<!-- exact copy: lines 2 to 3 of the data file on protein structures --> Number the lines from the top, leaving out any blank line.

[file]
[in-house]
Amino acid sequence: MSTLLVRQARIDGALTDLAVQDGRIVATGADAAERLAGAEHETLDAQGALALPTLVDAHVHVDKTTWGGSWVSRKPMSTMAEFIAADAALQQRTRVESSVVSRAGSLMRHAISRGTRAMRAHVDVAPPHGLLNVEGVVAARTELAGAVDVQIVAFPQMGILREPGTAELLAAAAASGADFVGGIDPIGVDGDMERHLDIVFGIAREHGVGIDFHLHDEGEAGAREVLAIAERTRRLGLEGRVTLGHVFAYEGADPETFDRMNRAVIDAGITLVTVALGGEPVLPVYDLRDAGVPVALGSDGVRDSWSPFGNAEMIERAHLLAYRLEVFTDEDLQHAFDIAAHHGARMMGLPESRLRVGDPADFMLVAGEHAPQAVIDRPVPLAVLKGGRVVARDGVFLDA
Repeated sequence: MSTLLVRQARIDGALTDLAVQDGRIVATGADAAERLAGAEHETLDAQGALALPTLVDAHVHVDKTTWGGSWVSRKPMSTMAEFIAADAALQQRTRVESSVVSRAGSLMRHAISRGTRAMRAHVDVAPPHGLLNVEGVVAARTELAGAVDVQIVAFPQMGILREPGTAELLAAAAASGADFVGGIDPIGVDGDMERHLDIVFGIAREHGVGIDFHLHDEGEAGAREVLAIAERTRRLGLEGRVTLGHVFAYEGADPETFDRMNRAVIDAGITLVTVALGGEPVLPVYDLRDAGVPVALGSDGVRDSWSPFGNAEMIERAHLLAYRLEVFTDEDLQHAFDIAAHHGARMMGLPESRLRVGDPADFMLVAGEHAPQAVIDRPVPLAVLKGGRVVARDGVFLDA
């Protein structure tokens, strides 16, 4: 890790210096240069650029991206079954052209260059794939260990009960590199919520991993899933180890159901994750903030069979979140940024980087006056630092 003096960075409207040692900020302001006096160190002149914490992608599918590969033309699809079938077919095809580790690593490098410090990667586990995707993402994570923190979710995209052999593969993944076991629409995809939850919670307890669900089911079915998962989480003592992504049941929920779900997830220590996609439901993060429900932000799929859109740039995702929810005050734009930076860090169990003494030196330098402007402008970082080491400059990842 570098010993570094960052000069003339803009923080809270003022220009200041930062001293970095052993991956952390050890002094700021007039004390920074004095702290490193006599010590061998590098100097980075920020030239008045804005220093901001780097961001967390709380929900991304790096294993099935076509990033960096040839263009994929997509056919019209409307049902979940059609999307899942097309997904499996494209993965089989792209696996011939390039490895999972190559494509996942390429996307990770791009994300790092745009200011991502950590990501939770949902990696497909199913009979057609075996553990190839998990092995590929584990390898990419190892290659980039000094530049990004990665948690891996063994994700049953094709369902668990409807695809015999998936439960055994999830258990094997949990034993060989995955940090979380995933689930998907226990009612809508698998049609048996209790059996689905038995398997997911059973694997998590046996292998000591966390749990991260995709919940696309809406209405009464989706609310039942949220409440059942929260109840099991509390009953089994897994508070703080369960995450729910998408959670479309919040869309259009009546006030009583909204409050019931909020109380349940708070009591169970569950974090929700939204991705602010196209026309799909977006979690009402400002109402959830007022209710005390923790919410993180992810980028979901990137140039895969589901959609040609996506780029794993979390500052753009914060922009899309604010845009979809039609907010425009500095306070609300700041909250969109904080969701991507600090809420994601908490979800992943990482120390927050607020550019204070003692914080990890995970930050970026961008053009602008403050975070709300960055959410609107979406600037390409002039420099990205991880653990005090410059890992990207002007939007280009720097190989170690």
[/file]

Amino acid sequence: MSTLLVRQARIDGALTDLAVQDGRIVATGADAAERLAGAEHETLDAQGALALPTLVDAHVHVDKTTWGGSWVSRKPMSTMAEFIAADAALQQRTRVESSVVSRAGSLMRHAISRGTRAMRAHVDVAPPHGLLNVEGVVAARTELAGAVDVQIVAFPQMGILREPGTAELLAAAAASGADFVGGIDPIGVDGDMERHLDIVFGIAREHGVGIDFHLHDEGEAGAREVLAIAERTRRLGLEGRVTLGHVFAYEGADPETFDRMNRAVIDAGITLVTVALGGEPVLPVYDLRDAGVPVALGSDGVRDSWSPFGNAEMIERAHLLAYRLEVFTDEDLQHAFDIAAHHGARMMGLPESRLRVGDPADFMLVAGEHAPQAVIDRPVPLAVLKGGRVVARDGVFLDA
Repeated sequence: MSTLLVRQARIDGALTDLAVQDGRIVATGADAAERLAGAEHETLDAQGALALPTLVDAHVHVDKTTWGGSWVSRKPMSTMAEFIAADAALQQRTRVESSVVSRAGSLMRHAISRGTRAMRAHVDVAPPHGLLNVEGVVAARTELAGAVDVQIVAFPQMGILREPGTAELLAAAAASGADFVGGIDPIGVDGDMERHLDIVFGIAREHGVGIDFHLHDEGEAGAREVLAIAERTRRLGLEGRVTLGHVFAYEGADPETFDRMNRAVIDAGITLVTVALGGEPVLPVYDLRDAGVPVALGSDGVRDSWSPFGNAEMIERAHLLAYRLEVFTDEDLQHAFDIAAHHGARMMGLPESRLRVGDPADFMLVAGEHAPQAVIDRPVPLAVLKGGRVVARDGVFLDA